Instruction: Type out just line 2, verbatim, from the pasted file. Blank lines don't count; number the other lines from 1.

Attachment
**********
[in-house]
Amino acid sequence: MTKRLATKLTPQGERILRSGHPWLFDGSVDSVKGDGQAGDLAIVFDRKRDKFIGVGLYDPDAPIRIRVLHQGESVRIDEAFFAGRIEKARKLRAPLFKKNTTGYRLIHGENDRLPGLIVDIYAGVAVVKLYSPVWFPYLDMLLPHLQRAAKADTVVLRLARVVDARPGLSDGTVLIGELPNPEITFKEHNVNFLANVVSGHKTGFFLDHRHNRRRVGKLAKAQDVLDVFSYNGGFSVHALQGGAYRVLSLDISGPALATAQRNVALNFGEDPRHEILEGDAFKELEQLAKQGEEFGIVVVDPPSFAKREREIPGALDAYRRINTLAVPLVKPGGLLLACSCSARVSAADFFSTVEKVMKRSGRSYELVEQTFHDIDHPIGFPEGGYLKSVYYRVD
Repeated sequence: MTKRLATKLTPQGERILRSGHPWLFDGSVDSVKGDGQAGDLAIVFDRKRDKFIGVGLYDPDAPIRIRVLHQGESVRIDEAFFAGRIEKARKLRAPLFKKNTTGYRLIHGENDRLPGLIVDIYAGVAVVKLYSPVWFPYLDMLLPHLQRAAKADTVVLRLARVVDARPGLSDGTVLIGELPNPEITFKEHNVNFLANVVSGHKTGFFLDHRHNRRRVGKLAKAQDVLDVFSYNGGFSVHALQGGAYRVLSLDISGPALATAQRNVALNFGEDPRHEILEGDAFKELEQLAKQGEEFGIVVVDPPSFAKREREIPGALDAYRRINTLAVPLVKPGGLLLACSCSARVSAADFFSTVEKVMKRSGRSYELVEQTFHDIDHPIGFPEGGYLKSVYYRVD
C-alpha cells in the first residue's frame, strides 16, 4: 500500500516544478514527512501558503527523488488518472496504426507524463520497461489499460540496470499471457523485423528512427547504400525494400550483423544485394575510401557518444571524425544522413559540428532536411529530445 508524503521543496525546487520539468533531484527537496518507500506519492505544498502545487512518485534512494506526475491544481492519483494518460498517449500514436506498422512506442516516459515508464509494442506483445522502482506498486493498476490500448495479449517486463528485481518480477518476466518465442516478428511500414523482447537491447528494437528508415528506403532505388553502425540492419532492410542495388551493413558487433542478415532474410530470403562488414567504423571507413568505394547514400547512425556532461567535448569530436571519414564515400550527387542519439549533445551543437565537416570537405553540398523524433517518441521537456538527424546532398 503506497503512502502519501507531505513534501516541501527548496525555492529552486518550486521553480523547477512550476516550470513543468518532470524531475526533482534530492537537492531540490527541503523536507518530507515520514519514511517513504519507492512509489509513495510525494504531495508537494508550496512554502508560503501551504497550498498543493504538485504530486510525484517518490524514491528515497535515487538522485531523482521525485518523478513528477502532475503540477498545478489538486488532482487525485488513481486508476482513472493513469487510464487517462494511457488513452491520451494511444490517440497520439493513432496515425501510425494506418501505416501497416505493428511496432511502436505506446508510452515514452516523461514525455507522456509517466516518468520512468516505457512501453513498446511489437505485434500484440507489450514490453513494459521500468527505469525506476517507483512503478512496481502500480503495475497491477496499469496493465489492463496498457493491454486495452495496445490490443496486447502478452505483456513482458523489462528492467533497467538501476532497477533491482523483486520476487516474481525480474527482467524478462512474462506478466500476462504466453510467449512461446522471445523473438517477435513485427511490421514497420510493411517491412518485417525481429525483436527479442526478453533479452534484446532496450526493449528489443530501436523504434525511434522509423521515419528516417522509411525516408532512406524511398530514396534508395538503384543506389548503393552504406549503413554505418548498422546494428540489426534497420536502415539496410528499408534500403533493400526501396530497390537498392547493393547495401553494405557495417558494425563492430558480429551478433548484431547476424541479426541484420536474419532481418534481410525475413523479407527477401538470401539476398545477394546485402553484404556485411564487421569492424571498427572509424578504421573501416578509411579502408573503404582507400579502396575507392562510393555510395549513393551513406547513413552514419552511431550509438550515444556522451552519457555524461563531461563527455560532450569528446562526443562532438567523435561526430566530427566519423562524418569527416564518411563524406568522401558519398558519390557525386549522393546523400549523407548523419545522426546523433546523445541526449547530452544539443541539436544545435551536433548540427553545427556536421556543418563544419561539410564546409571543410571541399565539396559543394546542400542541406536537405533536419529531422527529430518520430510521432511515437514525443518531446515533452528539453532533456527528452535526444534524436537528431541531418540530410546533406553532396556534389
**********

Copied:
Amino acid sequence: MTKRLATKLTPQGERILRSGHPWLFDGSVDSVKGDGQAGDLAIVFDRKRDKFIGVGLYDPDAPIRIRVLHQGESVRIDEAFFAGRIEKARKLRAPLFKKNTTGYRLIHGENDRLPGLIVDIYAGVAVVKLYSPVWFPYLDMLLPHLQRAAKADTVVLRLARVVDARPGLSDGTVLIGELPNPEITFKEHNVNFLANVVSGHKTGFFLDHRHNRRRVGKLAKAQDVLDVFSYNGGFSVHALQGGAYRVLSLDISGPALATAQRNVALNFGEDPRHEILEGDAFKELEQLAKQGEEFGIVVVDPPSFAKREREIPGALDAYRRINTLAVPLVKPGGLLLACSCSARVSAADFFSTVEKVMKRSGRSYELVEQTFHDIDHPIGFPEGGYLKSVYYRVD